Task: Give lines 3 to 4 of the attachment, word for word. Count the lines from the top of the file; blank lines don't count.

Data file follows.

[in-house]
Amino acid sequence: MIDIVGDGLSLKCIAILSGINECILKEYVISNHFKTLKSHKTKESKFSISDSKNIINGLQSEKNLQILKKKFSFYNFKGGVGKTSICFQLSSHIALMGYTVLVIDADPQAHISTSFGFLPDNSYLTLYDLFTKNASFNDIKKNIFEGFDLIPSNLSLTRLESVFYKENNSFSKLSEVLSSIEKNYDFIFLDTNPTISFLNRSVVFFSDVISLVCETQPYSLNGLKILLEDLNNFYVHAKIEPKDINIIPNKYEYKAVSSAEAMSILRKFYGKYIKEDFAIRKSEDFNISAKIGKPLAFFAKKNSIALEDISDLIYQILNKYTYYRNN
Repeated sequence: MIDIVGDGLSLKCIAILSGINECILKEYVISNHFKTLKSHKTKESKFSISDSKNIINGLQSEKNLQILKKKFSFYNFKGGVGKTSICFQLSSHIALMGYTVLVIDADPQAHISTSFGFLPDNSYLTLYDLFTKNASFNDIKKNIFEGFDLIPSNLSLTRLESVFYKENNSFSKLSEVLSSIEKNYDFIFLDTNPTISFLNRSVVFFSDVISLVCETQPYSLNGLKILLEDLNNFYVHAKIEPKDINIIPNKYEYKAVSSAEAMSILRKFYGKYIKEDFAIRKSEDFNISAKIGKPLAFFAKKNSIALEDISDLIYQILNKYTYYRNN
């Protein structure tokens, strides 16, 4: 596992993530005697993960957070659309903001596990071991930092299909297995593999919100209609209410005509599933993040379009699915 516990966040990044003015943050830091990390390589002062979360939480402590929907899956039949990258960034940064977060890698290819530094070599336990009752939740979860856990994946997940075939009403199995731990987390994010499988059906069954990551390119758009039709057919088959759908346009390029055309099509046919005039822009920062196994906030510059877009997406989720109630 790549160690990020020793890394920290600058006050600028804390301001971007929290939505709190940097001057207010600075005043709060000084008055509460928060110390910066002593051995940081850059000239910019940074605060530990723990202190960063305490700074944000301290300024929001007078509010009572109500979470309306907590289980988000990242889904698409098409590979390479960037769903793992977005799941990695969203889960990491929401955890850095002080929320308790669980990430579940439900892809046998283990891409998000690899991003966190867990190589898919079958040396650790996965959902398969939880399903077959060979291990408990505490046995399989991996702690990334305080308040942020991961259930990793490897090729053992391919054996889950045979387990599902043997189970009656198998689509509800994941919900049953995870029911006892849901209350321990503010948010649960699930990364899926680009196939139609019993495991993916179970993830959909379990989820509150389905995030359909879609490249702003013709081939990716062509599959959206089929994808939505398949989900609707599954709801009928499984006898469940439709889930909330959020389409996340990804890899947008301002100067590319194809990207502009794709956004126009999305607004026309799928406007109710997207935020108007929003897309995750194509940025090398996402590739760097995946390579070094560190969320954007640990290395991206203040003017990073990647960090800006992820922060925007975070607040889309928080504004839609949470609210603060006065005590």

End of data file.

Repeated sequence: MIDIVGDGLSLKCIAILSGINECILKEYVISNHFKTLKSHKTKESKFSISDSKNIINGLQSEKNLQILKKKFSFYNFKGGVGKTSICFQLSSHIALMGYTVLVIDADPQAHISTSFGFLPDNSYLTLYDLFTKNASFNDIKKNIFEGFDLIPSNLSLTRLESVFYKENNSFSKLSEVLSSIEKNYDFIFLDTNPTISFLNRSVVFFSDVISLVCETQPYSLNGLKILLEDLNNFYVHAKIEPKDINIIPNKYEYKAVSSAEAMSILRKFYGKYIKEDFAIRKSEDFNISAKIGKPLAFFAKKNSIALEDISDLIYQILNKYTYYRNN
């Protein structure tokens, strides 16, 4: 596992993530005697993960957070659309903001596990071991930092299909297995593999919100209609209410005509599933993040379009699915 516990966040990044003015943050830091990390390589002062979360939480402590929907899956039949990258960034940064977060890698290819530094070599336990009752939740979860856990994946997940075939009403199995731990987390994010499988059906069954990551390119758009039709057919088959759908346009390029055309099509046919005039822009920062196994906030510059877009997406989720109630 790549160690990020020793890394920290600058006050600028804390301001971007929290939505709190940097001057207010600075005043709060000084008055509460928060110390910066002593051995940081850059000239910019940074605060530990723990202190960063305490700074944000301290300024929001007078509010009572109500979470309306907590289980988000990242889904698409098409590979390479960037769903793992977005799941990695969203889960990491929401955890850095002080929320308790669980990430579940439900892809046998283990891409998000690899991003966190867990190589898919079958040396650790996965959902398969939880399903077959060979291990408990505490046995399989991996702690990334305080308040942020991961259930990793490897090729053992391919054996889950045979387990599902043997189970009656198998689509509800994941919900049953995870029911006892849901209350321990503010948010649960699930990364899926680009196939139609019993495991993916179970993830959909379990989820509150389905995030359909879609490249702003013709081939990716062509599959959206089929994808939505398949989900609707599954709801009928499984006898469940439709889930909330959020389409996340990804890899947008301002100067590319194809990207502009794709956004126009999305607004026309799928406007109710997207935020108007929003897309995750194509940025090398996402590739760097995946390579070094560190969320954007640990290395991206203040003017990073990647960090800006992820922060925007975070607040889309928080504004839609949470609210603060006065005590």